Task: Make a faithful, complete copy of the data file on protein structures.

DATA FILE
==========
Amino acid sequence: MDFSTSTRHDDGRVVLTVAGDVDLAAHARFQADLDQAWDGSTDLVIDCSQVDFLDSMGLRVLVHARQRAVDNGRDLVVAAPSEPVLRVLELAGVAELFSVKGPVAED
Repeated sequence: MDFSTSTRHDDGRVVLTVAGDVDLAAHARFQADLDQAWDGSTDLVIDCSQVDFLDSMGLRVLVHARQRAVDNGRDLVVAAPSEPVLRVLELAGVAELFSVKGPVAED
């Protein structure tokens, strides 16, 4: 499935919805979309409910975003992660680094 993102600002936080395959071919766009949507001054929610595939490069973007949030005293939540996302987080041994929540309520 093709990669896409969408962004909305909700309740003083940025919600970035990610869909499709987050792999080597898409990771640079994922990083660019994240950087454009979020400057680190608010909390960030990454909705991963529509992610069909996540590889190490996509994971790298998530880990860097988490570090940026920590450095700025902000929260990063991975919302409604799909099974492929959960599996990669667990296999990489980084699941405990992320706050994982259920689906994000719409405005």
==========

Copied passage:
Amino acid sequence: MDFSTSTRHDDGRVVLTVAGDVDLAAHARFQADLDQAWDGSTDLVIDCSQVDFLDSMGLRVLVHARQRAVDNGRDLVVAAPSEPVLRVLELAGVAELFSVKGPVAED
Repeated sequence: MDFSTSTRHDDGRVVLTVAGDVDLAAHARFQADLDQAWDGSTDLVIDCSQVDFLDSMGLRVLVHARQRAVDNGRDLVVAAPSEPVLRVLELAGVAELFSVKGPVAED
């Protein structure tokens, strides 16, 4: 499935919805979309409910975003992660680094 993102600002936080395959071919766009949507001054929610595939490069973007949030005293939540996302987080041994929540309520 093709990669896409969408962004909305909700309740003083940025919600970035990610869909499709987050792999080597898409990771640079994922990083660019994240950087454009979020400057680190608010909390960030990454909705991963529509992610069909996540590889190490996509994971790298998530880990860097988490570090940026920590450095700025902000929260990063991975919302409604799909099974492929959960599996990669667990296999990489980084699941405990992320706050994982259920689906994000719409405005």